Rate and Term Refinance
A rate and term refinance is your typical mortgage refinance where you are doing so to take advantage of the low-interest rates and get a new loan term. Refinancing will lower your mortgage rate and your monthly mortgage payment.
A streamline refinance is available for home loans that are backed by the Government, such as FHA loans. As the name suggests, the refinance process is streamlined, requiring little paperwork
FHA streamline refinance loans allow homeowners with FHA loans to refinance their mortgage to a lower rate without tons of paperwork.
Costs of Refinancing a Home Loan
Refinancing your mortgage can be a costly process. Closing costs are fees charged by lenders for funding the loan. Closing costs can range from 1%-5% of the loan amount. These closing costs can typically be rolled into the mortgage loan.
Loan Application Fee
When you refinance your mortgage, you’re getting an entirely new mortgage. Lenders charge between $100-$300 for the loan application fee. However, some lenders may waive this fee, or you can negotiate to have the fee reduced or waived altogether.
Loan origination fees are how mortgage companies compensate the loan officer working on your application. Origination fees are between 1%-3% of the loan amount on average.
The Home Appraisal
A home appraisal is a professional estimate of the market value of a property. In most cases, lenders will require a new appraisal to be performed on your home to determine it’s value.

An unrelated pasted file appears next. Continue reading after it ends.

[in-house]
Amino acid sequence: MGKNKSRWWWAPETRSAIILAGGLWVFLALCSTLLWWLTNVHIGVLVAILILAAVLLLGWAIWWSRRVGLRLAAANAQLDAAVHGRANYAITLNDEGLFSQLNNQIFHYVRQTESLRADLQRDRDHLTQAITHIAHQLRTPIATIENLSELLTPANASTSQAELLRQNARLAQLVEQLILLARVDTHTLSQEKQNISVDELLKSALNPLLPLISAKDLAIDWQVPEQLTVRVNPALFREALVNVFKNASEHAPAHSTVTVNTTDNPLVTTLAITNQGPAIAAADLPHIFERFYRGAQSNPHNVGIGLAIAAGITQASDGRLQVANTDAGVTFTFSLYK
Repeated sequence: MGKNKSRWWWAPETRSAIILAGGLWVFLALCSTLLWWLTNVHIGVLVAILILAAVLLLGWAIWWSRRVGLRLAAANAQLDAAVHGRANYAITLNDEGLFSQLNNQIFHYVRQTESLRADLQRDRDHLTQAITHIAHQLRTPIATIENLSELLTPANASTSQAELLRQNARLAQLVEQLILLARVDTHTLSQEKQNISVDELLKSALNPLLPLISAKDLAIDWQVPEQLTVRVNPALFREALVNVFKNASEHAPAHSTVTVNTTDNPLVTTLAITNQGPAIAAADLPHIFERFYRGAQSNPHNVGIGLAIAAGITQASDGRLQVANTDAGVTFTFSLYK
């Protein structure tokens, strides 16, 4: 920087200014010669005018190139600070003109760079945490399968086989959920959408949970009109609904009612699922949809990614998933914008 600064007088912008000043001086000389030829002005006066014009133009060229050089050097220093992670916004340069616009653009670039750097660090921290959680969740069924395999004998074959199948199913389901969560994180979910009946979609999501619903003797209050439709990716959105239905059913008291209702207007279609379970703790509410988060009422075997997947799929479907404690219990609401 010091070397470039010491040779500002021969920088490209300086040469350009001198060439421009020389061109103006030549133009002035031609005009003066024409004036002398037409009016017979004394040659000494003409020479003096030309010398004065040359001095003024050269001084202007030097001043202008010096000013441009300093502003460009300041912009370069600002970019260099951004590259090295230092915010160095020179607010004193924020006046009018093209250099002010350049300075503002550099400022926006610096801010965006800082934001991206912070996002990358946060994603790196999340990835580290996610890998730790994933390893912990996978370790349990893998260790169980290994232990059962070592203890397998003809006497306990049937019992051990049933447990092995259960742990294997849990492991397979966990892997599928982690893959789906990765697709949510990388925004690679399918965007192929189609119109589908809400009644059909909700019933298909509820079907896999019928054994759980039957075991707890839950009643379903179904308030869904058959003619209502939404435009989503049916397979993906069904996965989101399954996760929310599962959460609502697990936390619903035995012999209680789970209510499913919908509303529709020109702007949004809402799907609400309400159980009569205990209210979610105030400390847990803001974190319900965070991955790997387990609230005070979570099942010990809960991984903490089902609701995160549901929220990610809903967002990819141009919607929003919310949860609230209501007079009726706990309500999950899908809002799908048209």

There are several documents you will need to sign to complete your loan, including truth-in-lending, seller disclosures, etc. You can expect to pay somewhere between $200-$400.
Title Search Fee
The title company will need to perform a search to ensure the seller has the legal right to sell the home. The title is often called a deed. You can expect to pay around $200-$400 for the title search fee.
Recording fees are assessed to have the refinancing part of the public record. They are determined by the government organizations in each state or community. Expect to pay from $25 to $250.
Homeowners of property located in a federally designated flood zone may be required to add flood or life of loan insurance coverage. To get a certification, expect to pay $50 to $150.
Home Inspection fee
A home inspection is not always required, but in some cases, a lender may need it. The inspection is performed to check the property for any potential issues. The average home inspection costs between $300-$500.
Lenders may charge a fee for having their attorney review all documents to ensure everything is completely legal. Lender fees can range from $300-$1200.
The home survey documents boundaries for the property. A professional survey costs between $100-$350.
Discount points are pre-paid interest you can pay up-front to lower the interest rate on your loan.
Randall has over 15 years of experience in the mortgage and credit industries. He spends a chunk of time helping consumers understand their credit, advise them on how to increase their credit, and lending his mortgage expertise to help them find the right type of loan. Randall lives in Dallas, Texas with his two sons.